Brachytherapy (Partial Breast Radiation) is a form of radiotherapy where a radiation source is placed inside or next to the area requiring treatment. Brachytherapy can be used along or in combination with other therapies such a surgery, radiotherapy, and/or chemotherapy. The treatment entails the exact placement of radiation sources directly at the site of the cancerous tumor. And important element of brachytherapy is that the irradiation is limited to only the areas surrounding the lumpectomy cavity, while sparing areas of healthy breast tissues and underlying structures such as the ribs and lungs. Treatments are delivered twice daily over a 5-day period.
There are different kinds of breast brachytherapy techniques, which vary based on the number and types of catheters used to deliver radiation.
- Interstitial Brachytherapy which involves the insertion of 15-20 catheters in the breast surrounding the lumpectomy cavity. Individual radiation sources are then placed in each catheter.
- Intracavitary Breast Brachytherapy also known as balloon brachytherapy, which uses a single catheter attached to a balloon to deliver radiation. Although the balloon will be kept in the breast for 5 days, the radiation seed only stays inside the balloon for a few minutes.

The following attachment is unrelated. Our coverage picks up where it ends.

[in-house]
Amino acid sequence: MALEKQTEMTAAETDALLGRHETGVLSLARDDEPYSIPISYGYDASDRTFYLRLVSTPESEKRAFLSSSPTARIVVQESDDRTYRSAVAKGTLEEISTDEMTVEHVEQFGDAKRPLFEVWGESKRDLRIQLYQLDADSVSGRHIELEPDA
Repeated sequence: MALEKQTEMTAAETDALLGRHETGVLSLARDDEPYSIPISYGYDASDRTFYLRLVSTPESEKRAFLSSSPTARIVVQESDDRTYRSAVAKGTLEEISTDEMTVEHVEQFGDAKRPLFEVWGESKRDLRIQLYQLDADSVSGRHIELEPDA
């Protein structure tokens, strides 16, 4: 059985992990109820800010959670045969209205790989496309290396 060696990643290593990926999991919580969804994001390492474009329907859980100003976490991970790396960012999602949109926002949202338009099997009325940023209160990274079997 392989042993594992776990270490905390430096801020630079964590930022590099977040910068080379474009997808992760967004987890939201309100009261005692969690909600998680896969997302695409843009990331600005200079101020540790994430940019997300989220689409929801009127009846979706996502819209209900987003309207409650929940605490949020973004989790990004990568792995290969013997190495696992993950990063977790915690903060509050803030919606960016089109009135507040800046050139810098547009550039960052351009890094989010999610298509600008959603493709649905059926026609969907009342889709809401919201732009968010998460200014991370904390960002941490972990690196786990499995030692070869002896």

HOW DOES BRACHYTHERAPY WORK?
Brachytherapy involves placing a radiation source within or close to the cancer. Using brachytherapy, doctors can reduce the radiation exposure to nearby normal tissues that do not need—and may be harmed by—radiation. Brachytherapy is used to treat many types of cancers, such as prostate cancer and gynecologic cancers.
The beauty of breast brachytherapy lies in the laws of physics. Very close to the radioactive seeds, the radiation intensity is extremely high, but just a short distance away (millimeters) this radiation intensity falls off rapidly. This law of physics gives us a therapeutic advantage. If the seeds are precisely positioned in the tissues containing cancer cells, the normal tissues such as lung, heart, ribs, and skin, which are not at risk for having cancer cells can be avoided.
Brachytherapy is regarded as a safe and effective alternative to standard external beam treatment for many patients with breast cancer; overall patient survival with either approach is going to be similar. The primary reason a woman would select breast brachytherapy over standard external beam radiation is time—external beam radiation requires more than six weeks of daily treatment, but breast brachytherapy can be completed in one week.